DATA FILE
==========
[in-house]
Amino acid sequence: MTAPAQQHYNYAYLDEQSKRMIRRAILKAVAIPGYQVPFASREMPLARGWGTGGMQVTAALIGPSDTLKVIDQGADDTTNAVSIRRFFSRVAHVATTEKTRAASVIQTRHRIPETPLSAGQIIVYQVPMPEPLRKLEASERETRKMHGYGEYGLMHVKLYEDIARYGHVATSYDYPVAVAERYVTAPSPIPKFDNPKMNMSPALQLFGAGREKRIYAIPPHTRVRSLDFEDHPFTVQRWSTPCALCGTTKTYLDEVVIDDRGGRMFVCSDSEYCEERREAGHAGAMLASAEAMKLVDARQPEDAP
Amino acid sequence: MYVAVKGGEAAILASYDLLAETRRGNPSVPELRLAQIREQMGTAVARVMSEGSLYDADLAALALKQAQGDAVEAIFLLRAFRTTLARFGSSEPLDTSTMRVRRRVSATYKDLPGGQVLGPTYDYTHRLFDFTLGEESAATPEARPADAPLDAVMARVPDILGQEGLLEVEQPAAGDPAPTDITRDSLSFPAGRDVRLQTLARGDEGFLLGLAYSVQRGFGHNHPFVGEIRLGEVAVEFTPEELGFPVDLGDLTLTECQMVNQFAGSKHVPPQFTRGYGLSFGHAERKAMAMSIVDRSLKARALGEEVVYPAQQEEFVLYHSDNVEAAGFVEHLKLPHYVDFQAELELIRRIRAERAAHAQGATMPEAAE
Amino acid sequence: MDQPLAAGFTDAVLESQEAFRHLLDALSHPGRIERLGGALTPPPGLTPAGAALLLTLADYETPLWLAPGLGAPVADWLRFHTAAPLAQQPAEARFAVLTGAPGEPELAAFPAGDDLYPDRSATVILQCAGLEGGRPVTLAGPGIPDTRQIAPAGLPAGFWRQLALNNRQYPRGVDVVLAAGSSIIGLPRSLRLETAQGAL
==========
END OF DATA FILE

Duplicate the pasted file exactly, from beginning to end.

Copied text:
[in-house]
Amino acid sequence: MTAPAQQHYNYAYLDEQSKRMIRRAILKAVAIPGYQVPFASREMPLARGWGTGGMQVTAALIGPSDTLKVIDQGADDTTNAVSIRRFFSRVAHVATTEKTRAASVIQTRHRIPETPLSAGQIIVYQVPMPEPLRKLEASERETRKMHGYGEYGLMHVKLYEDIARYGHVATSYDYPVAVAERYVTAPSPIPKFDNPKMNMSPALQLFGAGREKRIYAIPPHTRVRSLDFEDHPFTVQRWSTPCALCGTTKTYLDEVVIDDRGGRMFVCSDSEYCEERREAGHAGAMLASAEAMKLVDARQPEDAP
Amino acid sequence: MYVAVKGGEAAILASYDLLAETRRGNPSVPELRLAQIREQMGTAVARVMSEGSLYDADLAALALKQAQGDAVEAIFLLRAFRTTLARFGSSEPLDTSTMRVRRRVSATYKDLPGGQVLGPTYDYTHRLFDFTLGEESAATPEARPADAPLDAVMARVPDILGQEGLLEVEQPAAGDPAPTDITRDSLSFPAGRDVRLQTLARGDEGFLLGLAYSVQRGFGHNHPFVGEIRLGEVAVEFTPEELGFPVDLGDLTLTECQMVNQFAGSKHVPPQFTRGYGLSFGHAERKAMAMSIVDRSLKARALGEEVVYPAQQEEFVLYHSDNVEAAGFVEHLKLPHYVDFQAELELIRRIRAERAAHAQGATMPEAAE
Amino acid sequence: MDQPLAAGFTDAVLESQEAFRHLLDALSHPGRIERLGGALTPPPGLTPAGAALLLTLADYETPLWLAPGLGAPVADWLRFHTAAPLAQQPAEARFAVLTGAPGEPELAAFPAGDDLYPDRSATVILQCAGLEGGRPVTLAGPGIPDTRQIAPAGLPAGFWRQLALNNRQYPRGVDVVLAAGSSIIGLPRSLRLETAQGAL